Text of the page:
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Besson has big ideas that get taken over by his "Transporter"-style need for over-the-top action and violence.
After last year's "Drinking Buddies," this is probably Swanberg's second most accessible work to date, and part of his continued evolution from a filmmaker once known as the king of mumblecore. Long may it continue.
If you feel a frisson of dread at the prospect of the new Woody Allen movie, you can be forgiven. But don't worry: It's not a disaster. Nor is it a masterpiece. It's more like a flat line.
Zach Braff's Kickstarter-fueled follow-up to his indie hit "Garden State" is a sweet film despite it's uncertainties.
Elders suffering dementia, and younger people medically institutionalized thanks to mental illness or degenerative diseases, are at risk of simply being medically warehoused. But they still have the potential for rich inner life -- and music could be key.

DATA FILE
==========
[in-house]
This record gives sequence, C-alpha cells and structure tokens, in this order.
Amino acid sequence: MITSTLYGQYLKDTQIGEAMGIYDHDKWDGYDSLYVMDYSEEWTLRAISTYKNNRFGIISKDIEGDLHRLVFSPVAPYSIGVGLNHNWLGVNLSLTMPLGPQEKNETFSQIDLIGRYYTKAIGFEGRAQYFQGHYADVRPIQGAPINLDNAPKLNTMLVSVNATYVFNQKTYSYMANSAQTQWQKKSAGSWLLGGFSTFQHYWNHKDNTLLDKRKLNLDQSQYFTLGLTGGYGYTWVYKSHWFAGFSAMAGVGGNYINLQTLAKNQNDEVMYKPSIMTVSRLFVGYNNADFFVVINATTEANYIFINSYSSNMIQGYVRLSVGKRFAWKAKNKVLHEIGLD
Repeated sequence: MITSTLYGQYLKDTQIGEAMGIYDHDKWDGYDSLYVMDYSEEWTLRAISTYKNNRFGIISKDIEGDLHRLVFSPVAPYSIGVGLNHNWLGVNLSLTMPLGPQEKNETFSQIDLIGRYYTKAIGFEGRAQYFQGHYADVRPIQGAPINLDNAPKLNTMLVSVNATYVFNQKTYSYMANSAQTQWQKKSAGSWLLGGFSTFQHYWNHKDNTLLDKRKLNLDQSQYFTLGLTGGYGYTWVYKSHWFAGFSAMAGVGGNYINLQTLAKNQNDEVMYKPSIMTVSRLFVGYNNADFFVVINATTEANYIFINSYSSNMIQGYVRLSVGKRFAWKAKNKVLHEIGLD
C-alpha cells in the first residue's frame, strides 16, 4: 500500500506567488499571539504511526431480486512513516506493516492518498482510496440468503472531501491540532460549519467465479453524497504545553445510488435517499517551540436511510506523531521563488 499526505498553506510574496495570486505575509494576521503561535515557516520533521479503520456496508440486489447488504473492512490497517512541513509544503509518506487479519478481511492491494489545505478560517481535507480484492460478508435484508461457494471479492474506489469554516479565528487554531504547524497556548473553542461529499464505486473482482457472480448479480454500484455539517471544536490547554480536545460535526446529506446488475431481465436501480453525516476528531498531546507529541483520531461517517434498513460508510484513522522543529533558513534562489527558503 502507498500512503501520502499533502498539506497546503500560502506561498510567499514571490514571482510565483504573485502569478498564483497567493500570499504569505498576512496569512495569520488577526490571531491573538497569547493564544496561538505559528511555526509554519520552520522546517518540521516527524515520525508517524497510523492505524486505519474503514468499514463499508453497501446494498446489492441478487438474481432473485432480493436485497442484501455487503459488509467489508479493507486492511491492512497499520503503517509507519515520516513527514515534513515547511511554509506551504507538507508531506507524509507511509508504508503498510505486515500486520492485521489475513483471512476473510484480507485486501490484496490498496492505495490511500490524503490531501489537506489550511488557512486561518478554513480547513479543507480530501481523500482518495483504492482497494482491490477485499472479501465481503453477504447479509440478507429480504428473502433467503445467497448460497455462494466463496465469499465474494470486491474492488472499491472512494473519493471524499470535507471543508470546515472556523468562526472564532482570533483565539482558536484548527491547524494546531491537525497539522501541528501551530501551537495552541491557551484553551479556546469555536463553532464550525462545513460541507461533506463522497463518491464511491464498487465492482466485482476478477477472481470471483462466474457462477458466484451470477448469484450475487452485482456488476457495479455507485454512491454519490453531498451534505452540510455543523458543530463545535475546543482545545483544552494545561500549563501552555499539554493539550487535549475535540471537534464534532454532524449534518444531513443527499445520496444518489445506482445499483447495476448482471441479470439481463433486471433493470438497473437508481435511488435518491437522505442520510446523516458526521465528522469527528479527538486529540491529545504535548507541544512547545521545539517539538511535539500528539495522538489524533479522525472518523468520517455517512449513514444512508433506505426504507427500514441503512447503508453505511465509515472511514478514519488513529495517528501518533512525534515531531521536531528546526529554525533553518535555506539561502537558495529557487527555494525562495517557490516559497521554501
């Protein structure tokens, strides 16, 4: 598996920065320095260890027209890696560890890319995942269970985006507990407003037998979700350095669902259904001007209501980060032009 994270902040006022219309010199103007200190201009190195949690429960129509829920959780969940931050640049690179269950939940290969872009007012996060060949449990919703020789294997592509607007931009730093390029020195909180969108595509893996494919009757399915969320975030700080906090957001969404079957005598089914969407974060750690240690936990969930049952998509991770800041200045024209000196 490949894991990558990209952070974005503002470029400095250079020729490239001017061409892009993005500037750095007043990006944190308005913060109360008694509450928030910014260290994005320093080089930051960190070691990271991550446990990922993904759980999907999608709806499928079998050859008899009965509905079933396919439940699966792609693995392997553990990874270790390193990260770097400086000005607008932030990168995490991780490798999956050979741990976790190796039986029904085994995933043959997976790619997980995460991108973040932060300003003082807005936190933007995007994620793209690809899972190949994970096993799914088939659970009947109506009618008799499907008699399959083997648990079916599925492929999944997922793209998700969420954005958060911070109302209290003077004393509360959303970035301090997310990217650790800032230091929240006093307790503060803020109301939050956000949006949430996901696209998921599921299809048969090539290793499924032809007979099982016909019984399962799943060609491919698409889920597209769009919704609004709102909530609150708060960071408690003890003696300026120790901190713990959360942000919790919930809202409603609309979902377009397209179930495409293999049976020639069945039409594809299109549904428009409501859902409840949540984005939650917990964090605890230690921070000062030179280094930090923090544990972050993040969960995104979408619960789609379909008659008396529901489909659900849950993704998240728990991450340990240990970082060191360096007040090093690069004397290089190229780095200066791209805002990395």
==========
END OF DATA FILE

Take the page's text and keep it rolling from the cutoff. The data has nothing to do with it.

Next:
Gondry might be offering a vision of how time chews everything to bits, or how anxiety and despair infect youthful happiness. In any case, this filmic fairy tale is as colorful, unexpected, grim, and yet energetic as anything in the canon of film.
There's a moment here where Diaz is lambasting Segal, both of them stretching their faces in some weird attempt to approximate human vulnerability. She's standing in front of a fridge, and one of the kid's drawings is of a very specific food item: "Corn."
An unnecessary sequel proves that the filmmakers are inept at creating a linear film with a consistent tone.
Avoid watching the trailer for Mike Cahill's second feature so as not to spoil the thoughtful and impactful ideas he offers his audience.
For an example of cinema-as-lifestyle-porn, see Rob Reiner's latest movie.